It will have the responsibility of fixing the rents and of deciding the burden which, under the financial arrangements of the Bill, falls on each tenant. It will have a very wide discretion. On the other hand, we heard yesterday a forceful speech from my hon. Friend the Member for Bow and Bromley (Mr. Key), who is particularly familiar with the problem with which my hon. Friend has just been dealing. I think that, on this Clause, I should make the view of the Government as clear as I can. We feel that the deficit should be dealt with, as all other housing matters are dealt with, on the basis of partnership between the Exchequer and the local authorities—which is the basis of this Bill, as of all housing Bills. But it is our intention to protect the local authority against excessive losses, which may otherwise arise when it is necessary to erect bungalows on expensive sites, or when the expenditure on development which has been referred to is likely to be largely wasted in future. The actual terms will be laid down in agreements to be made under the Bill. We feel that it is only in that way that we can take into full account the circumstances of individual areas.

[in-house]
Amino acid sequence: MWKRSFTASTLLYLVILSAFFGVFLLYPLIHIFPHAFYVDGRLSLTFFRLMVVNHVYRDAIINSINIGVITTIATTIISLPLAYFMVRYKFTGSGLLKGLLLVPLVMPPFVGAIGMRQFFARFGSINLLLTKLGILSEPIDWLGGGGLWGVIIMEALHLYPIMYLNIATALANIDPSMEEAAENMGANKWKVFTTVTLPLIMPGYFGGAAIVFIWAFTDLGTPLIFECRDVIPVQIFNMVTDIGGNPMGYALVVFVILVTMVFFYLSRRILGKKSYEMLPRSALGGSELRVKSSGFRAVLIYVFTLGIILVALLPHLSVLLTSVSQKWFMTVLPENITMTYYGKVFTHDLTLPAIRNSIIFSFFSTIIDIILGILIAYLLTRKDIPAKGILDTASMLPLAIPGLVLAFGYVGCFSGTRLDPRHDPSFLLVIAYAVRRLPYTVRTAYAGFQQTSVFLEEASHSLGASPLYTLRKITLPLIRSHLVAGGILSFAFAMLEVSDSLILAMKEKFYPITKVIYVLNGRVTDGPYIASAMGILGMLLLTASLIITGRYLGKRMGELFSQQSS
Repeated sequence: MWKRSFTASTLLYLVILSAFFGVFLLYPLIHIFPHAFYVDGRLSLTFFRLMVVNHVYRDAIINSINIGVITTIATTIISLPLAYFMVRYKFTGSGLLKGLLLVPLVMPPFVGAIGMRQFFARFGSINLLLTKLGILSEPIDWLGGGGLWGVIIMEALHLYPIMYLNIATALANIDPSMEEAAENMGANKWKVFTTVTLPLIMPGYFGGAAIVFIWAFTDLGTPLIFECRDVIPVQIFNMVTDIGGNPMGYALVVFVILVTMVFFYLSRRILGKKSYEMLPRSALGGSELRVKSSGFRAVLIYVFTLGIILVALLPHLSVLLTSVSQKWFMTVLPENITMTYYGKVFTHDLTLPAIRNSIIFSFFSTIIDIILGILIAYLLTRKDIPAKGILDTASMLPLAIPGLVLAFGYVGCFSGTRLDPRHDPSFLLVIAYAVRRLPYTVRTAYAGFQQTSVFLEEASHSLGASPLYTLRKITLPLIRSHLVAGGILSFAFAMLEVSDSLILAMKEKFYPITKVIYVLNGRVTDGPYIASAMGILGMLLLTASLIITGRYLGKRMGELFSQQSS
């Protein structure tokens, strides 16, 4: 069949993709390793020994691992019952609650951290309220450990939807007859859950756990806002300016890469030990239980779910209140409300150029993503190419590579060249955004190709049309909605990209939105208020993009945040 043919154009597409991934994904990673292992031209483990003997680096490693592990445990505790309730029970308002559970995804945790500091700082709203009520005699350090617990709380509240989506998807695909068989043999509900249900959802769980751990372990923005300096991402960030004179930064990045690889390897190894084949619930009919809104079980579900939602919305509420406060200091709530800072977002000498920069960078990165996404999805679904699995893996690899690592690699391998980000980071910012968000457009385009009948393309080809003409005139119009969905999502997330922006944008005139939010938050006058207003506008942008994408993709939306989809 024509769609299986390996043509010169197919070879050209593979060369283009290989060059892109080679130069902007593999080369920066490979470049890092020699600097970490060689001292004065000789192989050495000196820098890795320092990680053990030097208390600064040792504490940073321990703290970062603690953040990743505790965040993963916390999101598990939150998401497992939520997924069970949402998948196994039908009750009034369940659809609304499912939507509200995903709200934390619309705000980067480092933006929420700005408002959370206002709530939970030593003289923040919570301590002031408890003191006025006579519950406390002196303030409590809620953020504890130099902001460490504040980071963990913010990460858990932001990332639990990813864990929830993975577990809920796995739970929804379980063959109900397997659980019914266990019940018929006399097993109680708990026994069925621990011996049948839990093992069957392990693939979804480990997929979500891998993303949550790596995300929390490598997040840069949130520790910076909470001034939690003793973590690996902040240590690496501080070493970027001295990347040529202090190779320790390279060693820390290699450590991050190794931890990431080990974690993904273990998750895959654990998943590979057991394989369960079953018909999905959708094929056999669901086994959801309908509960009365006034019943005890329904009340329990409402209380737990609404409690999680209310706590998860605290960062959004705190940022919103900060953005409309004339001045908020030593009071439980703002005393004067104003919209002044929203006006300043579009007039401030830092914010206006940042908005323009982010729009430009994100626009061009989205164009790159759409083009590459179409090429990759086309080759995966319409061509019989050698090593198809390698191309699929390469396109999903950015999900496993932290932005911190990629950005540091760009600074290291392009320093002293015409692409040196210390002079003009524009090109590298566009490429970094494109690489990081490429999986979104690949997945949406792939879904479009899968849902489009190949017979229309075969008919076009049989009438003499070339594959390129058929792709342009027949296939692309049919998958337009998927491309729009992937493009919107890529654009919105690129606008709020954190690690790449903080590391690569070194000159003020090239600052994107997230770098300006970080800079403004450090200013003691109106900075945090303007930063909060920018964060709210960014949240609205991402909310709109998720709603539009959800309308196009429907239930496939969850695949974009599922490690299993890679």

May I make the matter clear by showing how it will work out in certain cases? In discussing these matters with the local authorities, we took into account the cost of building and the probable level of rents, and in the proposal which has been put to local authorities the position is this. May I take two classes of cases? In the normal case the average loss falling on the local authority will be £4 a year, plus site charges averaging about another £4 a year, for each bungalow, and the corresponding charge on the Exchequer will be £45 a year for each bungalow. The Committee will observe the difference from the ordinary ratio, which is two on the Exchequer to one on the local authority. In the normal case, it will be £45 on the Exchequer and £8 on the local authority. But where the cost of the land is very high or there is unavoidable waste in development and there is an excess over the 293 normal charge, we propose that the local authority shall be asked to bear only 20 per cent: of the additional charges, the Exchequer bearing 80 per cent. We believe that the burden on the local authority will be kept to a reasonable figure, but, to cover any cases which may not be met, I suggest that in the agreements there should be a provision that if the local authority can show that in fact the rates have sustained, by reason of excessive or unremunerative cost in providing the site, a greater loss than the normal, the sum payable should be adjusted further.